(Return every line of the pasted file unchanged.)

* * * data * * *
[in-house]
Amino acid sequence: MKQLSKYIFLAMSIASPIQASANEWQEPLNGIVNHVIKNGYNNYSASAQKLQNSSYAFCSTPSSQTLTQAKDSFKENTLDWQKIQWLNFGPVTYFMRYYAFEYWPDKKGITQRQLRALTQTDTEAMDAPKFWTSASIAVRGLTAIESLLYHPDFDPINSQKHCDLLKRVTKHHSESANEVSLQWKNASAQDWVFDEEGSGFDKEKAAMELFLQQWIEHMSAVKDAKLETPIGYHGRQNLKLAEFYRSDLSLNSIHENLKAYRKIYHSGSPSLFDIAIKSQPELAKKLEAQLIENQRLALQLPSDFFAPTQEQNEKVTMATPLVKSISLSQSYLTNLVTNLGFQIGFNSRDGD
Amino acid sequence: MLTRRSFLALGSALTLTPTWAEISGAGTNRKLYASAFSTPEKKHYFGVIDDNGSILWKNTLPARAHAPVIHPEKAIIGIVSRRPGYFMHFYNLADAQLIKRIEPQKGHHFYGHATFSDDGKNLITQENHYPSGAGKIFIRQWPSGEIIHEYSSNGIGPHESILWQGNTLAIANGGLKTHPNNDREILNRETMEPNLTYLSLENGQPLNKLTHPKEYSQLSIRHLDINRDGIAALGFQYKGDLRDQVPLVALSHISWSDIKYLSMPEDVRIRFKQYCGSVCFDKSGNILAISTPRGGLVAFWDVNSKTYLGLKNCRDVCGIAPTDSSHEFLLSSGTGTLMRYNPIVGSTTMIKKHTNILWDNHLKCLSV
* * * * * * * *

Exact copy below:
[in-house]
Amino acid sequence: MKQLSKYIFLAMSIASPIQASANEWQEPLNGIVNHVIKNGYNNYSASAQKLQNSSYAFCSTPSSQTLTQAKDSFKENTLDWQKIQWLNFGPVTYFMRYYAFEYWPDKKGITQRQLRALTQTDTEAMDAPKFWTSASIAVRGLTAIESLLYHPDFDPINSQKHCDLLKRVTKHHSESANEVSLQWKNASAQDWVFDEEGSGFDKEKAAMELFLQQWIEHMSAVKDAKLETPIGYHGRQNLKLAEFYRSDLSLNSIHENLKAYRKIYHSGSPSLFDIAIKSQPELAKKLEAQLIENQRLALQLPSDFFAPTQEQNEKVTMATPLVKSISLSQSYLTNLVTNLGFQIGFNSRDGD
Amino acid sequence: MLTRRSFLALGSALTLTPTWAEISGAGTNRKLYASAFSTPEKKHYFGVIDDNGSILWKNTLPARAHAPVIHPEKAIIGIVSRRPGYFMHFYNLADAQLIKRIEPQKGHHFYGHATFSDDGKNLITQENHYPSGAGKIFIRQWPSGEIIHEYSSNGIGPHESILWQGNTLAIANGGLKTHPNNDREILNRETMEPNLTYLSLENGQPLNKLTHPKEYSQLSIRHLDINRDGIAALGFQYKGDLRDQVPLVALSHISWSDIKYLSMPEDVRIRFKQYCGSVCFDKSGNILAISTPRGGLVAFWDVNSKTYLGLKNCRDVCGIAPTDSSHEFLLSSGTGTLMRYNPIVGSTTMIKKHTNILWDNHLKCLSV